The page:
In the Middle Ages, it was well known that the earth is a sphere, and it was often, but far from exclusively, depicted with the three known continents divided by waters in the shape of a T in the middle of the sphere of the earth. From this design, these depictions are now known as T-O maps.

Yesterday I went to Dalum Church in Odense, Denmark, a former Benedictine nunnery established in the twelfth century and converted to a Protestant parish church in the sixteenth century. The pulpit of the church, which appears to be late sixteenth or early seventeenth century, depicts Christ flanked on both sides by the evangelists - a very common pictorial sequence in Protestant pulpits. Interestingly, in his left hand Christ holds the spherical earth, but depicted as as a medieval T-O map. This representation of the earth is very interesting to find at this point in time, since America had long since made its way onto contemporary European maps, and it seems that the craftsman deliberately harkened back to an older model, one of Christ as the redeemer of the world established in late-medieval Renaissance art.

I was very happy to discover this little detail, as it provides yet another example of the sophistication of medieval imagery, and how it has endured even into the modern world.

søndag 9. september 2018

A chant for the birth of the Virgin Mary

Yesterday, September 08, was the feast of the birth of the Virgin Mary, one of the oldest of the several Marian feasts that were implemented at various points throughout the medieval period. The universal importance of Mary in the medieval cult of saints meant that this feast was celebrated throughout Christendom and had a significant repository of liturgical chants.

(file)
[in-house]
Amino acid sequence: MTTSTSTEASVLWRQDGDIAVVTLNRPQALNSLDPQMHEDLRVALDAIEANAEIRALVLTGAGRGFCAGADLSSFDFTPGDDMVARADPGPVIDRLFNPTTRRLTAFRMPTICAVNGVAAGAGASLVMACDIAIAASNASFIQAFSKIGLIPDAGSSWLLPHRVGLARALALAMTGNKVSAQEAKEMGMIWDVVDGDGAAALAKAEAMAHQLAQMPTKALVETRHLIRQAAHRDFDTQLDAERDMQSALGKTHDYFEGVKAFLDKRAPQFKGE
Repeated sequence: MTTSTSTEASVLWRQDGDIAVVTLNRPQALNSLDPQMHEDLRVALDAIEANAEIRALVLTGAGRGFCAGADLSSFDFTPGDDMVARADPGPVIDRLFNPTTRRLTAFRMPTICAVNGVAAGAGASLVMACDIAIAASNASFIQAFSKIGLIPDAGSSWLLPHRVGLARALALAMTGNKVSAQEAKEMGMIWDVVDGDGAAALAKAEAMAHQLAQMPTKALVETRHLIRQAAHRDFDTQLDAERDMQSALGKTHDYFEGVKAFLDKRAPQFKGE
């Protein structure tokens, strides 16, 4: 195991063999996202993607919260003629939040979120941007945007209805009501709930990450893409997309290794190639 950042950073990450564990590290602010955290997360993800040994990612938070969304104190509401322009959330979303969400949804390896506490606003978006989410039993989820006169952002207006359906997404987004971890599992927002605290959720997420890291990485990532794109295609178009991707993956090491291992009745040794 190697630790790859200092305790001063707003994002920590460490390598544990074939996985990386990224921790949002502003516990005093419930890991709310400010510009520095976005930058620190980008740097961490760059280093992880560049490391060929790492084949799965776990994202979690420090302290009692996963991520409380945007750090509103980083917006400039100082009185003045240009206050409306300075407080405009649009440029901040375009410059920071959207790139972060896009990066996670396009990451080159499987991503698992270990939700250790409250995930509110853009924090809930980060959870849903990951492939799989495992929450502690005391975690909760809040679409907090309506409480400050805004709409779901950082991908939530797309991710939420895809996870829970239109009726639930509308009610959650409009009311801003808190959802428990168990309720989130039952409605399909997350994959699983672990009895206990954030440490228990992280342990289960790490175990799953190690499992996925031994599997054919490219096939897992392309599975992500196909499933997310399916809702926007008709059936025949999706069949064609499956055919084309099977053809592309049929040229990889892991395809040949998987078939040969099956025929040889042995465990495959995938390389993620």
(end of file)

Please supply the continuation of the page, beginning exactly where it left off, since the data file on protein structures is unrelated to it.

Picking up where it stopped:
In this blogpost, I wish to share one of these chants from the Latin calendar which is included in a manuscript fragment housed at the university library of University of Southern Denmark. This fragment, fragment XII of RARA Musik M 4, is most likely of German origin, but of unknown date, and it contains a partly-surviving column from the feast Nativitas Mariae. As part of my research on this fragment, I have transcribed the text of the chant, and this transcription - maintaining the spelling of the manuscript but having dissolved abbreviations - can be found below together with a translation of the text itself (this translation is my own).

Natiuitas tua
Syddansk Universitetsbibliotek RARA Musik M 4

Natiuitas tua
(CID: 003852)

Natiuitas tua dei genitrix uirgo gaudium annuntiauit uniuerse mundo ex te enim ortus est sol iustitie christus deus noster qui soluens maledictionem dedit benedictionem et confundens mortem donauit nobis uitam.

Your birth, god-bearer, virgin, announced joy to the whole world, namely that from you is risen the sun of justice, Christ, our god, who loosening the bonds of punishment, giving blessings and dismaying death, gave life to us.